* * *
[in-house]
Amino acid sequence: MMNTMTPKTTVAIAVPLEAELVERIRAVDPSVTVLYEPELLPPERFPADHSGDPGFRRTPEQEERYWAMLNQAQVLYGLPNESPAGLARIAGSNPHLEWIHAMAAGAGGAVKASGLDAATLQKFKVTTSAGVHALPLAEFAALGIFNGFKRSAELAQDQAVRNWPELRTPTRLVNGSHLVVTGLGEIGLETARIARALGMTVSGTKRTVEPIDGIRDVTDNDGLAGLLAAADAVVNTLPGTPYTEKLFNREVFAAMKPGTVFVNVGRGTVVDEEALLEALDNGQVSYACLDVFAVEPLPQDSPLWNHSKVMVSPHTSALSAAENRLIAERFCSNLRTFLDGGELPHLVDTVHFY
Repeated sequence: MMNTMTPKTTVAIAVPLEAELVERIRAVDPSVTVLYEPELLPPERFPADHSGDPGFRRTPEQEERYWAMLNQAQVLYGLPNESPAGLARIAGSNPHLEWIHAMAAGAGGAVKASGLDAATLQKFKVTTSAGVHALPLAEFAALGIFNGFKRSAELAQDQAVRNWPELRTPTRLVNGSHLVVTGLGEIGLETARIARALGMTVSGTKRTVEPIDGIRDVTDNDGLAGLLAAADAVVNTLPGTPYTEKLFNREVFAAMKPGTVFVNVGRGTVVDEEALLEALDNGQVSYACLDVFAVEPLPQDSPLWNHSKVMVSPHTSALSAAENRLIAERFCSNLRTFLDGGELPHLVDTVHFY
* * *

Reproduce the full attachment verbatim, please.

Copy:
[in-house]
Amino acid sequence: MMNTMTPKTTVAIAVPLEAELVERIRAVDPSVTVLYEPELLPPERFPADHSGDPGFRRTPEQEERYWAMLNQAQVLYGLPNESPAGLARIAGSNPHLEWIHAMAAGAGGAVKASGLDAATLQKFKVTTSAGVHALPLAEFAALGIFNGFKRSAELAQDQAVRNWPELRTPTRLVNGSHLVVTGLGEIGLETARIARALGMTVSGTKRTVEPIDGIRDVTDNDGLAGLLAAADAVVNTLPGTPYTEKLFNREVFAAMKPGTVFVNVGRGTVVDEEALLEALDNGQVSYACLDVFAVEPLPQDSPLWNHSKVMVSPHTSALSAAENRLIAERFCSNLRTFLDGGELPHLVDTVHFY
Repeated sequence: MMNTMTPKTTVAIAVPLEAELVERIRAVDPSVTVLYEPELLPPERFPADHSGDPGFRRTPEQEERYWAMLNQAQVLYGLPNESPAGLARIAGSNPHLEWIHAMAAGAGGAVKASGLDAATLQKFKVTTSAGVHALPLAEFAALGIFNGFKRSAELAQDQAVRNWPELRTPTRLVNGSHLVVTGLGEIGLETARIARALGMTVSGTKRTVEPIDGIRDVTDNDGLAGLLAAADAVVNTLPGTPYTEKLFNREVFAAMKPGTVFVNVGRGTVVDEEALLEALDNGQVSYACLDVFAVEPLPQDSPLWNHSKVMVSPHTSALSAAENRLIAERFCSNLRTFLDGGELPHLVDTVHFY